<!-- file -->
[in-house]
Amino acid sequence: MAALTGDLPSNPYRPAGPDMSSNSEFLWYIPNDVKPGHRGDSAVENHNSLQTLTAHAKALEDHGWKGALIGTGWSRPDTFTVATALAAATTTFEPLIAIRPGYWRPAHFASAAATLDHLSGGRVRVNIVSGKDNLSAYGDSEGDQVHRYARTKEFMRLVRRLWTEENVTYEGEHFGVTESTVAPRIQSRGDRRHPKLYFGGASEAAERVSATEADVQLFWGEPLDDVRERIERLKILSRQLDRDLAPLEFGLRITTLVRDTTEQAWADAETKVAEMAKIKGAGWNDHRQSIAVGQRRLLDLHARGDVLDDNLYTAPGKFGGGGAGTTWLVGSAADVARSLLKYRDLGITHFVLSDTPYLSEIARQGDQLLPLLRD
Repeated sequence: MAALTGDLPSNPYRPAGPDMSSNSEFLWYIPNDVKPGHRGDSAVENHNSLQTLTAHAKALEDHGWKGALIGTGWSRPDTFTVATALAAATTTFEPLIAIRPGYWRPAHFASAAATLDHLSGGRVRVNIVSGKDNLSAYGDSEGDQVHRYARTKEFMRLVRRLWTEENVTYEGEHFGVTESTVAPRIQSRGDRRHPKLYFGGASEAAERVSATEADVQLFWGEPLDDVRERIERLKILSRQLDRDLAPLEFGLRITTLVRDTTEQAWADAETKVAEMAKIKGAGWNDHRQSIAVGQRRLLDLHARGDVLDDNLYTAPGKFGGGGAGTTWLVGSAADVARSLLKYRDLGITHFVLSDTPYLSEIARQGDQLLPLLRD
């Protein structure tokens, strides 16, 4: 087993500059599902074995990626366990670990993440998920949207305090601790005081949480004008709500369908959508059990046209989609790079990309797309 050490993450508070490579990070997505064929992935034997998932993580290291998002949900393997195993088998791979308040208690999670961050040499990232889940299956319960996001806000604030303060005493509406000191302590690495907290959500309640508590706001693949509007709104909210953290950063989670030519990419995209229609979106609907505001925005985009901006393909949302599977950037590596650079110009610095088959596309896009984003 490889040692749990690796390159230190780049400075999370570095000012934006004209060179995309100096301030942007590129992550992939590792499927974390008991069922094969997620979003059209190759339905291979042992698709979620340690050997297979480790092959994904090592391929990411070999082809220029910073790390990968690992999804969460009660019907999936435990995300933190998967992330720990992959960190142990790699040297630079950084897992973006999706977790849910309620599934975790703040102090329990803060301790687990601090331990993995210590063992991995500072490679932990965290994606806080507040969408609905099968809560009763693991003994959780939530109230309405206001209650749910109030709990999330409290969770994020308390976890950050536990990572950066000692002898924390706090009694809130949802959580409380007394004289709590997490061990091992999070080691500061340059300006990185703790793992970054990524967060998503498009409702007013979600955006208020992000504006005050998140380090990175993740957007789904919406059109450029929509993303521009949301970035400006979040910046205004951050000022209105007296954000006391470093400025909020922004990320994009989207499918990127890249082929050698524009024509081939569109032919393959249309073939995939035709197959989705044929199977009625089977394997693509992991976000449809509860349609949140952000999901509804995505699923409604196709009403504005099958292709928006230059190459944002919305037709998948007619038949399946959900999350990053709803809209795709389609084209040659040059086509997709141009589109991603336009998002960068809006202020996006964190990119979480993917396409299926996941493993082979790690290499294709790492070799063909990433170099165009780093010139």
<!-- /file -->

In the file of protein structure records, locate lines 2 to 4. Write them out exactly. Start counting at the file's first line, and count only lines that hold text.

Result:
Amino acid sequence: MAALTGDLPSNPYRPAGPDMSSNSEFLWYIPNDVKPGHRGDSAVENHNSLQTLTAHAKALEDHGWKGALIGTGWSRPDTFTVATALAAATTTFEPLIAIRPGYWRPAHFASAAATLDHLSGGRVRVNIVSGKDNLSAYGDSEGDQVHRYARTKEFMRLVRRLWTEENVTYEGEHFGVTESTVAPRIQSRGDRRHPKLYFGGASEAAERVSATEADVQLFWGEPLDDVRERIERLKILSRQLDRDLAPLEFGLRITTLVRDTTEQAWADAETKVAEMAKIKGAGWNDHRQSIAVGQRRLLDLHARGDVLDDNLYTAPGKFGGGGAGTTWLVGSAADVARSLLKYRDLGITHFVLSDTPYLSEIARQGDQLLPLLRD
Repeated sequence: MAALTGDLPSNPYRPAGPDMSSNSEFLWYIPNDVKPGHRGDSAVENHNSLQTLTAHAKALEDHGWKGALIGTGWSRPDTFTVATALAAATTTFEPLIAIRPGYWRPAHFASAAATLDHLSGGRVRVNIVSGKDNLSAYGDSEGDQVHRYARTKEFMRLVRRLWTEENVTYEGEHFGVTESTVAPRIQSRGDRRHPKLYFGGASEAAERVSATEADVQLFWGEPLDDVRERIERLKILSRQLDRDLAPLEFGLRITTLVRDTTEQAWADAETKVAEMAKIKGAGWNDHRQSIAVGQRRLLDLHARGDVLDDNLYTAPGKFGGGGAGTTWLVGSAADVARSLLKYRDLGITHFVLSDTPYLSEIARQGDQLLPLLRD
């Protein structure tokens, strides 16, 4: 087993500059599902074995990626366990670990993440998920949207305090601790005081949480004008709500369908959508059990046209989609790079990309797309 050490993450508070490579990070997505064929992935034997998932993580290291998002949900393997195993088998791979308040208690999670961050040499990232889940299956319960996001806000604030303060005493509406000191302590690495907290959500309640508590706001693949509007709104909210953290950063989670030519990419995209229609979106609907505001925005985009901006393909949302599977950037590596650079110009610095088959596309896009984003 490889040692749990690796390159230190780049400075999370570095000012934006004209060179995309100096301030942007590129992550992939590792499927974390008991069922094969997620979003059209190759339905291979042992698709979620340690050997297979480790092959994904090592391929990411070999082809220029910073790390990968690992999804969460009660019907999936435990995300933190998967992330720990992959960190142990790699040297630079950084897992973006999706977790849910309620599934975790703040102090329990803060301790687990601090331990993995210590063992991995500072490679932990965290994606806080507040969408609905099968809560009763693991003994959780939530109230309405206001209650749910109030709990999330409290969770994020308390976890950050536990990572950066000692002898924390706090009694809130949802959580409380007394004289709590997490061990091992999070080691500061340059300006990185703790793992970054990524967060998503498009409702007013979600955006208020992000504006005050998140380090990175993740957007789904919406059109450029929509993303521009949301970035400006979040910046205004951050000022209105007296954000006391470093400025909020922004990320994009989207499918990127890249082929050698524009024509081939569109032919393959249309073939995939035709197959989705044929199977009625089977394997693509992991976000449809509860349609949140952000999901509804995505699923409604196709009403504005099958292709928006230059190459944002919305037709998948007619038949399946959900999350990053709803809209795709389609084209040659040059086509997709141009589109991603336009998002960068809006202020996006964190990119979480993917396409299926996941493993082979790690290499294709790492070799063909990433170099165009780093010139």